7. Tomato Tea
No, we aren’t kidding! This is a really excellent way to not only get a ton of healthy antioxidants, but you can also get some major relief from congestion by improving the flow of the mucus. All you need to do is boil one cup of tomato juice with one tablespoon of chopped garlic, the juice from half of a lemon, and a pinch of salt. Boil for just one minute, then turn off the flame. Drink while this is still hot. You don’t have to gulp it — sipping it slowly will work just fine. Drink two cups each day for best results.
8. Hot Or Cold Packs: More Than For Muscle Aches
If you thought hot or cold packs were just for aches and pains, think again! By applying either of these packs directly across the bridge of your nose, you can naturally relieve congestion. This is a temporary fix, but it will make you feel better. A hot pack will cause your nose to drain as it thins the mucus. A cold pack will temporarily shrink the nasal passages, allowing the mucus to drain. Be careful not to use a heat pack that is so hot it will burn you. Cold packs should never be placed directly on the skin. Wrap them in a washcloth or paper towel first.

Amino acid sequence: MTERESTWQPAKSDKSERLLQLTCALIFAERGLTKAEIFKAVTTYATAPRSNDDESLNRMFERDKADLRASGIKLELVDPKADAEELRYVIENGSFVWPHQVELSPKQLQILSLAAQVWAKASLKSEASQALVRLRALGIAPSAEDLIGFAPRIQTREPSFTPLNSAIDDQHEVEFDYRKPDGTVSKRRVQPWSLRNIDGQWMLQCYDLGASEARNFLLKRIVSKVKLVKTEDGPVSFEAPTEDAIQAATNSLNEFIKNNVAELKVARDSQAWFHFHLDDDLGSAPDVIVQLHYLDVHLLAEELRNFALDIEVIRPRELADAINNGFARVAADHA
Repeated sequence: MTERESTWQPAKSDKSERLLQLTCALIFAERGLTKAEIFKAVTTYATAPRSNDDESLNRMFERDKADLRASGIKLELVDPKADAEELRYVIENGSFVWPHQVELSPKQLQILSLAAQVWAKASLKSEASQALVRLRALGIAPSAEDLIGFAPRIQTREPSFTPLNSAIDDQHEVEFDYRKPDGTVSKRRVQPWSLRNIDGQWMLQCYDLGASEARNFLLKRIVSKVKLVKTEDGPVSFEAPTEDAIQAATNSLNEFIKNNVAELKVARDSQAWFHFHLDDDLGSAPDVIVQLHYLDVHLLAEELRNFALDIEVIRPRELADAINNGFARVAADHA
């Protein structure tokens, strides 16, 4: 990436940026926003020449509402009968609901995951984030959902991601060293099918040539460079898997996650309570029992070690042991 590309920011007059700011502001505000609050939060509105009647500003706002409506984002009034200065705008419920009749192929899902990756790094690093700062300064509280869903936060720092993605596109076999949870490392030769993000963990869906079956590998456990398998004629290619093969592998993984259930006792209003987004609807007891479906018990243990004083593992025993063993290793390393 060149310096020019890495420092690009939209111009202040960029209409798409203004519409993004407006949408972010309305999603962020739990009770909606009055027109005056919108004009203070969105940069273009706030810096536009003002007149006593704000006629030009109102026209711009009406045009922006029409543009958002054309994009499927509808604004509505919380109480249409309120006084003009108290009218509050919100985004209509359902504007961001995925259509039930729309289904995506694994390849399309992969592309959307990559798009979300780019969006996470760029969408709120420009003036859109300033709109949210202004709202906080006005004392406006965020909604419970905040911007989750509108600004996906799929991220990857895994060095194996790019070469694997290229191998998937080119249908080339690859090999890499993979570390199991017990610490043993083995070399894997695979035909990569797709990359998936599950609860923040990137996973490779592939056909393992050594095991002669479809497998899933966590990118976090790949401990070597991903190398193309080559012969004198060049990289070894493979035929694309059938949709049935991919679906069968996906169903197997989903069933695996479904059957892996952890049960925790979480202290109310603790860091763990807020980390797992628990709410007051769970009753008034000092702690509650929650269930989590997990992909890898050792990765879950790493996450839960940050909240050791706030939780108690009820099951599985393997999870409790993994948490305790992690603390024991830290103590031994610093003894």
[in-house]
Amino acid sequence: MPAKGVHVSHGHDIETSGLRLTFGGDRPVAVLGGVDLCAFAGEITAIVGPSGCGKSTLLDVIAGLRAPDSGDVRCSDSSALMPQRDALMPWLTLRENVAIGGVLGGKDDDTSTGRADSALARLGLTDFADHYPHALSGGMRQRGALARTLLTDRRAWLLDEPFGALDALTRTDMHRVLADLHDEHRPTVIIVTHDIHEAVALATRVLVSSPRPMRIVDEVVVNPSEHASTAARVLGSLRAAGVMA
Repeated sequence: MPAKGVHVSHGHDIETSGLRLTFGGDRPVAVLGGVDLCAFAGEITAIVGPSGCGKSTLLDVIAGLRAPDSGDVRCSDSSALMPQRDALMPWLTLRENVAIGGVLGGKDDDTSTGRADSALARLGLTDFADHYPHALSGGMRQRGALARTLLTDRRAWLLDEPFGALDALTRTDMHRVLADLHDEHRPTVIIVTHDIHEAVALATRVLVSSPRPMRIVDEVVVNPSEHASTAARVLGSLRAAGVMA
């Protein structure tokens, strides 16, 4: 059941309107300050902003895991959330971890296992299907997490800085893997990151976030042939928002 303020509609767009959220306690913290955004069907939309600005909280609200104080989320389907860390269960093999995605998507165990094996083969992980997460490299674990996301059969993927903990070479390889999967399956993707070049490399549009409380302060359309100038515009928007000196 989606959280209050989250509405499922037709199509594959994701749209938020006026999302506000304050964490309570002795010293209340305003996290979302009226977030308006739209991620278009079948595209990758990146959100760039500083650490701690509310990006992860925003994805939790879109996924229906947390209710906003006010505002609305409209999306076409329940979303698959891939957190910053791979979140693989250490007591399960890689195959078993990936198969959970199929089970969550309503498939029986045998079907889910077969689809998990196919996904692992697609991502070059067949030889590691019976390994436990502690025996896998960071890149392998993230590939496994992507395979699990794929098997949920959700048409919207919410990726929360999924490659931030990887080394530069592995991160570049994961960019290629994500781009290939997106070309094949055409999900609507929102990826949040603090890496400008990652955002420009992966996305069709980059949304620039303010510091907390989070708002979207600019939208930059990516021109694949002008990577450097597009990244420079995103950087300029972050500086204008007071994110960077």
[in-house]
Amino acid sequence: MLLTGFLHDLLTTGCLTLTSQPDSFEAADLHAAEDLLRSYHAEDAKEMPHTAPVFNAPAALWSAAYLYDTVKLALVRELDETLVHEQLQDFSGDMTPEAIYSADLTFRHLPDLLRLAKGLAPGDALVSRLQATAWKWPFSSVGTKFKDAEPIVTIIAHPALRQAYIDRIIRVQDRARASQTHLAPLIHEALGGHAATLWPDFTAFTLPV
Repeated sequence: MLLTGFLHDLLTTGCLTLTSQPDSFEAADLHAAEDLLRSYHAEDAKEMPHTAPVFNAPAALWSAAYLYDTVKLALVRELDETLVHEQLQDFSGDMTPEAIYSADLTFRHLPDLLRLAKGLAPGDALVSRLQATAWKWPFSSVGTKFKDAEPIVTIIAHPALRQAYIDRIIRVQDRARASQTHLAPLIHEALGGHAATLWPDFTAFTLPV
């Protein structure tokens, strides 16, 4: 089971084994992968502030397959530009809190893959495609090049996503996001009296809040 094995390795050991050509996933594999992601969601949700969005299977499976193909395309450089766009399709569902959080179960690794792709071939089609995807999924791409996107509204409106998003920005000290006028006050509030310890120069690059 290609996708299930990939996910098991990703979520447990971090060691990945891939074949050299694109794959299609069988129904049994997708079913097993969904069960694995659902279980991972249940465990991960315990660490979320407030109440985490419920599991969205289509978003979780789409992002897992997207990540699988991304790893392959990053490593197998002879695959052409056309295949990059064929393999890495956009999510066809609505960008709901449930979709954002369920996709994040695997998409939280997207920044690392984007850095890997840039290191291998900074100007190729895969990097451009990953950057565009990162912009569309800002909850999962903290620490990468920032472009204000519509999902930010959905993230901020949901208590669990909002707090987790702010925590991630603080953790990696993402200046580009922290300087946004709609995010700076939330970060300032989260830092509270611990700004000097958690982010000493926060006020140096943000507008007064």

9. The Only Safe Spray
Unlike many over-the-counter nose sprays that cause the “rebound” affect, there is one type of nasal spray that is effective, non-addictive, and completely natural. Saline sprays increase the moisture inside the nasal passes and thin mucus. This will greatly decrease inflammation and swelling. You need to read labels carefully, however, as some of these sprays also contain decongestants, which will only make things worse over time. If you aren’t sure, ask your doctor or pharmacist for a recommendation.
10. Fenugreek Seeds